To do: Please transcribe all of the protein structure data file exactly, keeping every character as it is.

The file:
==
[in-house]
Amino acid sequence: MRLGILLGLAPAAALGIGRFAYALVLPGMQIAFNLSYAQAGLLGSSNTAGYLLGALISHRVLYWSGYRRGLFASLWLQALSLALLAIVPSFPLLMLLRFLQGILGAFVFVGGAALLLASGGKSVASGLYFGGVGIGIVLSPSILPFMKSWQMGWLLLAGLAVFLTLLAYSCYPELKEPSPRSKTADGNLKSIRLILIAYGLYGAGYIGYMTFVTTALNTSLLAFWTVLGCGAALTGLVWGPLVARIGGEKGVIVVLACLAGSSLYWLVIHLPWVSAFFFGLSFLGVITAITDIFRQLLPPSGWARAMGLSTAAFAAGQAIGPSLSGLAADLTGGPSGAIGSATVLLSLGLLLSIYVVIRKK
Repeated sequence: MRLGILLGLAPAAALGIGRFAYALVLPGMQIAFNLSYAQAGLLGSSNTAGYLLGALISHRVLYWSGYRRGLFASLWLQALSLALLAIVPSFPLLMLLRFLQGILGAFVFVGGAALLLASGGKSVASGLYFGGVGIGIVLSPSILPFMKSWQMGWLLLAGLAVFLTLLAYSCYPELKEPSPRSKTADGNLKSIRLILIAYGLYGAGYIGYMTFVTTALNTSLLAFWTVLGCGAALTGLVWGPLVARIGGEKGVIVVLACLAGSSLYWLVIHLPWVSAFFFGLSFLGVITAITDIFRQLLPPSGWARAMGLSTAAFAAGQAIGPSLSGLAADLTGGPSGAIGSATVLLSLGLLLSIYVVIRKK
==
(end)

[in-house]
Amino acid sequence: MRLGILLGLAPAAALGIGRFAYALVLPGMQIAFNLSYAQAGLLGSSNTAGYLLGALISHRVLYWSGYRRGLFASLWLQALSLALLAIVPSFPLLMLLRFLQGILGAFVFVGGAALLLASGGKSVASGLYFGGVGIGIVLSPSILPFMKSWQMGWLLLAGLAVFLTLLAYSCYPELKEPSPRSKTADGNLKSIRLILIAYGLYGAGYIGYMTFVTTALNTSLLAFWTVLGCGAALTGLVWGPLVARIGGEKGVIVVLACLAGSSLYWLVIHLPWVSAFFFGLSFLGVITAITDIFRQLLPPSGWARAMGLSTAAFAAGQAIGPSLSGLAADLTGGPSGAIGSATVLLSLGLLLSIYVVIRKK
Repeated sequence: MRLGILLGLAPAAALGIGRFAYALVLPGMQIAFNLSYAQAGLLGSSNTAGYLLGALISHRVLYWSGYRRGLFASLWLQALSLALLAIVPSFPLLMLLRFLQGILGAFVFVGGAALLLASGGKSVASGLYFGGVGIGIVLSPSILPFMKSWQMGWLLLAGLAVFLTLLAYSCYPELKEPSPRSKTADGNLKSIRLILIAYGLYGAGYIGYMTFVTTALNTSLLAFWTVLGCGAALTGLVWGPLVARIGGEKGVIVVLACLAGSSLYWLVIHLPWVSAFFFGLSFLGVITAITDIFRQLLPPSGWARAMGLSTAAFAAGQAIGPSLSGLAADLTGGPSGAIGSATVLLSLGLLLSIYVVIRKK